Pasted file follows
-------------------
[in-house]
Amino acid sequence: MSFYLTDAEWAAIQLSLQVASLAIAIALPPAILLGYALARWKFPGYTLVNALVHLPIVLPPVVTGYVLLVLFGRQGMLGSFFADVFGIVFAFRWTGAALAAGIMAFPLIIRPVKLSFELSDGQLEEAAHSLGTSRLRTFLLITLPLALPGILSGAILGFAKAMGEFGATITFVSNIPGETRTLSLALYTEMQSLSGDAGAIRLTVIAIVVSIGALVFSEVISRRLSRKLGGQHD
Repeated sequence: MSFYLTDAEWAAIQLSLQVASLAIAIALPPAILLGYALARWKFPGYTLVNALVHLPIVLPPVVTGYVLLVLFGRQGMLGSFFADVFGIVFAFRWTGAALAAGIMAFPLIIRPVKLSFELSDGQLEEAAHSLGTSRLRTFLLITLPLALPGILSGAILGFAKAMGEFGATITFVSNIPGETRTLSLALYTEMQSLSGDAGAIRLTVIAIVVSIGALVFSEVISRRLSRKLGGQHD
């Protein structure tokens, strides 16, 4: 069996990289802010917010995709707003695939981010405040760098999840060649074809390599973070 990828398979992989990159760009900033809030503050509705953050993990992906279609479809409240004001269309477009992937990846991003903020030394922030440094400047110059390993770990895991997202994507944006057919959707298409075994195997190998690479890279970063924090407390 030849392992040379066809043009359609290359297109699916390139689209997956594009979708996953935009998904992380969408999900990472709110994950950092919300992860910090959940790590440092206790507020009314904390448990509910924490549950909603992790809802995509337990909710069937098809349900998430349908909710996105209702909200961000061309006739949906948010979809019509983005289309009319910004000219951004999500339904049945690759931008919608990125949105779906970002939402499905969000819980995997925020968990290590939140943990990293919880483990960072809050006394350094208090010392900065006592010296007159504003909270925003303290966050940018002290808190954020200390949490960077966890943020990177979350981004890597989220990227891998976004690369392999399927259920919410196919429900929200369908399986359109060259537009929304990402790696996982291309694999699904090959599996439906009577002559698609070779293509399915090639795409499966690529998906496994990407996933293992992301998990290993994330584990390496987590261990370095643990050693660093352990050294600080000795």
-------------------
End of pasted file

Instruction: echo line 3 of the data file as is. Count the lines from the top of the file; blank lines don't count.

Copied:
Repeated sequence: MSFYLTDAEWAAIQLSLQVASLAIAIALPPAILLGYALARWKFPGYTLVNALVHLPIVLPPVVTGYVLLVLFGRQGMLGSFFADVFGIVFAFRWTGAALAAGIMAFPLIIRPVKLSFELSDGQLEEAAHSLGTSRLRTFLLITLPLALPGILSGAILGFAKAMGEFGATITFVSNIPGETRTLSLALYTEMQSLSGDAGAIRLTVIAIVVSIGALVFSEVISRRLSRKLGGQHD